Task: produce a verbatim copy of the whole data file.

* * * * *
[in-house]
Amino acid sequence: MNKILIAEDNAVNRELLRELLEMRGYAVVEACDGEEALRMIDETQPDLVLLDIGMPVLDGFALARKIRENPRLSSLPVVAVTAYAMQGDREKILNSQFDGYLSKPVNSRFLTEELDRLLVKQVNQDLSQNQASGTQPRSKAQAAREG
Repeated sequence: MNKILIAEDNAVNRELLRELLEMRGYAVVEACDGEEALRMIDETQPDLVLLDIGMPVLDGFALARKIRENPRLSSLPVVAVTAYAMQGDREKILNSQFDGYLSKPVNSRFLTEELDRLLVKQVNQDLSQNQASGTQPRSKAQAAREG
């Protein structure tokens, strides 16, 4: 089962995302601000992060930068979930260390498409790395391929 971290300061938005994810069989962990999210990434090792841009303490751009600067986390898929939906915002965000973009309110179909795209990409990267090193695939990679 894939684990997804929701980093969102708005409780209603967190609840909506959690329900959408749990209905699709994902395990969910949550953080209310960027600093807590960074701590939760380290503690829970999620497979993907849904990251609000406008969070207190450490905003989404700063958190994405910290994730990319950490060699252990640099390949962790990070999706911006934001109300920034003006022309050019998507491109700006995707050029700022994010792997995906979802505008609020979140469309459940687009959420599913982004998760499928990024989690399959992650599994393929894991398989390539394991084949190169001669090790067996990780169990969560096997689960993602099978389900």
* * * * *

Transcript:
[in-house]
Amino acid sequence: MNKILIAEDNAVNRELLRELLEMRGYAVVEACDGEEALRMIDETQPDLVLLDIGMPVLDGFALARKIRENPRLSSLPVVAVTAYAMQGDREKILNSQFDGYLSKPVNSRFLTEELDRLLVKQVNQDLSQNQASGTQPRSKAQAAREG
Repeated sequence: MNKILIAEDNAVNRELLRELLEMRGYAVVEACDGEEALRMIDETQPDLVLLDIGMPVLDGFALARKIRENPRLSSLPVVAVTAYAMQGDREKILNSQFDGYLSKPVNSRFLTEELDRLLVKQVNQDLSQNQASGTQPRSKAQAAREG
């Protein structure tokens, strides 16, 4: 089962995302601000992060930068979930260390498409790395391929 971290300061938005994810069989962990999210990434090792841009303490751009600067986390898929939906915002965000973009309110179909795209990409990267090193695939990679 894939684990997804929701980093969102708005409780209603967190609840909506959690329900959408749990209905699709994902395990969910949550953080209310960027600093807590960074701590939760380290503690829970999620497979993907849904990251609000406008969070207190450490905003989404700063958190994405910290994730990319950490060699252990640099390949962790990070999706911006934001109300920034003006022309050019998507491109700006995707050029700022994010792997995906979802505008609020979140469309459940687009959420599913982004998760499928990024989690399959992650599994393929894991398989390539394991084949190169001669090790067996990780169990969560096997689960993602099978389900």